Yes, you're right. There should be no overhead of passing the 'array' by value in this case - obvious (well, should have been). I guess that answers my specific problem, though possibly not for the more general case. – Coder_Dan Apr 25 '13 at 13:45
But there will be some overhead if you call with an lvalue as it will copy the container. Depending on whether this matters (or if the caller holding an lvalue cares about it anymore) you can take one of different roads... – David Rodríguez - dribeas Apr 25 '13 at 14:03

(Actually, @honk beat me to it as regards passing-by-value. To be different, I'll extend my answer to discuss using && explicitly)

Drop the &, and just pass it by value instead.

You're using lambdas, therefore you're using c++11, therefore you should just pass it by value. Yes, it will be just as fast.

C++11 is very good at noticing when a temporary is being 'copied'. It will replace the copy with a move. It will then be fast, and arguably it will be easier to read.

So, even though you might know nothing about && and std::move and so on, it's safe to say that you should start moving towards passing things by value instead of by reference. It will lead to more readable code, and it shouldn't lead to a slowdown if used at the right time.

Basically, it's fast if you pass a temporary value, such as that returned by a function, into a function, but only if you are using a standard container such as vector. Otherwise, you'll need to write your own &&-aware constructors to take advantage of the possible speed up.

Update: If you're determined to force it to be by reference, and/or you are using custom containers, then you could replace & with &&. This will allow you to pass a non-const reference. This is called a rvalue-reference.

As has been pointed out by many others, the temporary will be destroyed just after DoSomething returns. Bear this in mind. It means that you will want to fully consume the contents of the array before it returns. Maybe you print it to the screen, or store it in a database. Alternatively, you might copy or move the data into another object and return that.

share|improve this answer

You are handling a temporary returned from the GetTheArray() call in your bottom line. This can only bind to a const reference, and then the objec's lifetime will be extended to the lifetime of the const reference it is bound to (hence "binding").

Even if you could do what you wanted, your call to DoSomething would still be an expensive no-op. At the very least you'd need to return something from DoSomething.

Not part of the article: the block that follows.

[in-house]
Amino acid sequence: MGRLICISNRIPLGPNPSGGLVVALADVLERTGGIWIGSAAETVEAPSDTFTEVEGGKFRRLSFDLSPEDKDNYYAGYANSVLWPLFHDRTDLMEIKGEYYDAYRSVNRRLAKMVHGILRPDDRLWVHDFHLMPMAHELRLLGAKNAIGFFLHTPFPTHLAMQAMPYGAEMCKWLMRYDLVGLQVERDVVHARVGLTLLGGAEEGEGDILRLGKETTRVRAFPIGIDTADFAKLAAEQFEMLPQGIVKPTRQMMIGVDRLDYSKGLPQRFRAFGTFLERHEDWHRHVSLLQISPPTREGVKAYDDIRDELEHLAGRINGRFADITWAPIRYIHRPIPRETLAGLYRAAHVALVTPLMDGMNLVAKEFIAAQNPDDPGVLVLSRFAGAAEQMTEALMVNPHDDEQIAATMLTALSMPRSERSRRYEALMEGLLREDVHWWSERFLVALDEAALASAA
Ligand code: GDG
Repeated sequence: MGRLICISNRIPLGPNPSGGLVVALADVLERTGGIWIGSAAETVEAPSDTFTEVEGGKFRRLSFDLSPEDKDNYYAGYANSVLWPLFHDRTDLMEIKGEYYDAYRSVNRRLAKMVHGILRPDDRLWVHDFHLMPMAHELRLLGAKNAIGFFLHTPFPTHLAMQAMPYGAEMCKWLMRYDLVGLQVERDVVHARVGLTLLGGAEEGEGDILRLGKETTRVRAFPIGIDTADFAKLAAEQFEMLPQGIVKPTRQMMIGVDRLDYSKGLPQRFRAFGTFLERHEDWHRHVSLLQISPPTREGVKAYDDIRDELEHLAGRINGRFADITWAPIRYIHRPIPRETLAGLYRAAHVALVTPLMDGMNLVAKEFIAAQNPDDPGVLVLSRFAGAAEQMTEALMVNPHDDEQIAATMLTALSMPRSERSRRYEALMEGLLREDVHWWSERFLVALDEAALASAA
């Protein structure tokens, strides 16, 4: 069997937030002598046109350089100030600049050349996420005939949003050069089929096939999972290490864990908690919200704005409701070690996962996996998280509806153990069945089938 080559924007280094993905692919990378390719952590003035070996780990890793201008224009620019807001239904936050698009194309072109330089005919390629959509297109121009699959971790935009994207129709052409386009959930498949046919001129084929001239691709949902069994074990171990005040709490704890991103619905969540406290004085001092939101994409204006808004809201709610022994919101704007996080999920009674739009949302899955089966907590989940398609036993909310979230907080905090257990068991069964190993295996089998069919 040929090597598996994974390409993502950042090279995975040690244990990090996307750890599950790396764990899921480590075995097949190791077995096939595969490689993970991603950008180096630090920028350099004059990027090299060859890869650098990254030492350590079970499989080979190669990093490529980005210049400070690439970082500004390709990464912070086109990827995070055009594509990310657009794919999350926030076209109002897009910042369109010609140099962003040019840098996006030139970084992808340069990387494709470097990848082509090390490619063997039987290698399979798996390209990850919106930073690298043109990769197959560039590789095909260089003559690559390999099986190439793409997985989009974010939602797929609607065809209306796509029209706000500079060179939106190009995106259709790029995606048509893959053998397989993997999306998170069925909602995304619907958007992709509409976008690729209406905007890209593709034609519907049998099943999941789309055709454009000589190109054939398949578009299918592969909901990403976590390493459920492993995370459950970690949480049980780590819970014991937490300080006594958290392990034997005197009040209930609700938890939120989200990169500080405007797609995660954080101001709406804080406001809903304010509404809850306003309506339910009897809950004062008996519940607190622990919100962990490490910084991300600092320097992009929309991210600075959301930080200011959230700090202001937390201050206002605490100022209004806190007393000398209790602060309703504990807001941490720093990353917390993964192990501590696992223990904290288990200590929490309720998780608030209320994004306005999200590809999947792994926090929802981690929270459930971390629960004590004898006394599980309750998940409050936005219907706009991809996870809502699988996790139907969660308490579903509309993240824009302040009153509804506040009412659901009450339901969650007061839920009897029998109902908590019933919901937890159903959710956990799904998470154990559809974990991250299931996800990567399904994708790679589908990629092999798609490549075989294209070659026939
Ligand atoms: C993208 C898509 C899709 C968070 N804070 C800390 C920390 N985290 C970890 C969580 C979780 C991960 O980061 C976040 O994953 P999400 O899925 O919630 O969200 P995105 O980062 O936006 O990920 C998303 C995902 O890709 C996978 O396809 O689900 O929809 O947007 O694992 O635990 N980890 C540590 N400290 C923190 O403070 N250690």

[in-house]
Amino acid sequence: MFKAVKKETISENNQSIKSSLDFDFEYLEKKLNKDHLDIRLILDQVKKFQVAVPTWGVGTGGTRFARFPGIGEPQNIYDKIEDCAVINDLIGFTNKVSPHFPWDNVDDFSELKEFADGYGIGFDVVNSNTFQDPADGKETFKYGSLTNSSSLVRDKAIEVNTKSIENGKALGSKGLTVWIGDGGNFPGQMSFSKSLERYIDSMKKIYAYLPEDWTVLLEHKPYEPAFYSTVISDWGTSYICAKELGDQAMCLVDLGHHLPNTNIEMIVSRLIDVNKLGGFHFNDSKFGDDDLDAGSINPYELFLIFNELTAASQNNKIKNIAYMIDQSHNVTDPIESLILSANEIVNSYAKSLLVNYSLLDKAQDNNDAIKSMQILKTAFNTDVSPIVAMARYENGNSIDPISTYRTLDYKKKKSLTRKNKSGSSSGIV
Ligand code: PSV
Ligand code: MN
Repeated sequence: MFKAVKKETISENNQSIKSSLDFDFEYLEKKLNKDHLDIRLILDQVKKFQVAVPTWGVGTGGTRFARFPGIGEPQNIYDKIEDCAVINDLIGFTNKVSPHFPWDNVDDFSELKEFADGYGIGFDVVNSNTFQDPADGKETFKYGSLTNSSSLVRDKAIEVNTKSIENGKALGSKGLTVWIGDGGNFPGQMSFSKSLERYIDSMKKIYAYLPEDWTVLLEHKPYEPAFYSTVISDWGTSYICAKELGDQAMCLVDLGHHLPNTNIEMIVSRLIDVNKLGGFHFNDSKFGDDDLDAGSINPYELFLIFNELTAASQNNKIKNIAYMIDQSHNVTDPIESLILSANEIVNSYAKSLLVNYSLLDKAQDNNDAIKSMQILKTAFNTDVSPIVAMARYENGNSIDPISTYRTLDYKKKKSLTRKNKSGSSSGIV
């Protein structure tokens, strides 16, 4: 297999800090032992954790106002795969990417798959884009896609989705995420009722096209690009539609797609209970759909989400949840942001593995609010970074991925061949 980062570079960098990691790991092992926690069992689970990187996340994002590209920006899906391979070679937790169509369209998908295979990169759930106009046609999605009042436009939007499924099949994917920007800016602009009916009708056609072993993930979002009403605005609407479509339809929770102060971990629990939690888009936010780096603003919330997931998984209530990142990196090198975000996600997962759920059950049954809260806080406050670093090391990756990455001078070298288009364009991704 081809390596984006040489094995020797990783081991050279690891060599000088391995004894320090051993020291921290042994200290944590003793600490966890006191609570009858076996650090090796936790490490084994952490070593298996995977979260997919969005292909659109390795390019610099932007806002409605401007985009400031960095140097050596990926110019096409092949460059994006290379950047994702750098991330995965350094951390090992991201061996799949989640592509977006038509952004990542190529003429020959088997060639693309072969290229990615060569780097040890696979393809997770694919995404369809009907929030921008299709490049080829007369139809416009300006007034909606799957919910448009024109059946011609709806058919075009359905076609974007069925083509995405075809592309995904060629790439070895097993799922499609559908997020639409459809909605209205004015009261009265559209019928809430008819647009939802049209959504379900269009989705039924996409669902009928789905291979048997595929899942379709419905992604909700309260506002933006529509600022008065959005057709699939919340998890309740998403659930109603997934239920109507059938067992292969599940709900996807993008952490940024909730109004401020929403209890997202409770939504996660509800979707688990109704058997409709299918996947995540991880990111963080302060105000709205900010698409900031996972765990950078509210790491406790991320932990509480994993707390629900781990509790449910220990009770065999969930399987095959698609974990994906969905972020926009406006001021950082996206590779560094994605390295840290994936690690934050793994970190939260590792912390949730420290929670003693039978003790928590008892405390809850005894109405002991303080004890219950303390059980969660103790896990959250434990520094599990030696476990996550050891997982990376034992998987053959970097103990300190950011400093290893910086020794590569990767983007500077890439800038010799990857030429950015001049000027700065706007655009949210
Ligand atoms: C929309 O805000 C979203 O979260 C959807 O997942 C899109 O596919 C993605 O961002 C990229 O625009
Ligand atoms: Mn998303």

C++ forbids this because (since C++11) it has rvalue references with move semantics, which can do awesome stuff, but not without returning something.

share|improve this answer
C++ forbid this well before C++11, so the last sentence makes little sense as it is written. rvalue-references (new in 2011) cannot be the reason that this was disallowed back in 1998, that is unless you believe in anti-causality for standard bodies. – David Rodríguez - dribeas Apr 25 '13 at 13:36
Well, seeing as at least two major implementations implemented an extension (MSVC and Intel on Windows to be compatible with MSVC), there was a use for it. on the other hand, answering "why is it forbidden" questions is mostly solving the chicken and egg problem. I guess in this case @alexrider is right and it is to prevent no-ops like the OP's. – rubenvb Apr 25 '13 at 13:40
Two implementations allowed this, Solaris and VS, before the standard was written down. Then they were stuck with supporting this or breaking compatibility. Intel compiler specifically mimics the behavior of VS in windows and gcc on linux, so in their case it was again a need: being able to use the compiler as a drop in replacement for the native compiler. Still, rvalue-references cannot be the reason for disallowing this 13 years before they became standard. (At least in my simple mind, where time-travel does not exist and causality rules the world) – David Rodríguez - dribeas Apr 25 '13 at 13:44
Thanks @David Rodriguez. That's quite interesting. – Coder_Dan Apr 25 '13 at 13:55

If you need to modify something array you need to return a reference to it. Otherwise don't pass it by (non const) reference to DoSomething
The reason why it is disallowed is to avoid problems you are illustrating here. It looks like you are going to modify something, but instead copy of something returned by GetTheArray() will be changed. Which doesn't make much sense since this copy will be deleted right after DoSomething exits.
You have 3 ways to solve this.
1. You need to modify something then change GetTheArray to return reference
2. You need to modify copy of something that will be discarded DoSomething did it's job then change DoSomething to accept array by value.
3. You don't need to modify something in DoSomething then const reference as param of DoSomething should be used.

share|improve this answer
Thanks @alexrider - yeah, the 'something' that is returned is actually an array that is constructed on the fly and returned. I guess I should have made that a little bit clearer. I see what you're getting at though, there could be confusion (bugs) if it wasn't noticed that a simple accessor wasn't returning the value by reference. – Coder_Dan Apr 25 '13 at 13:33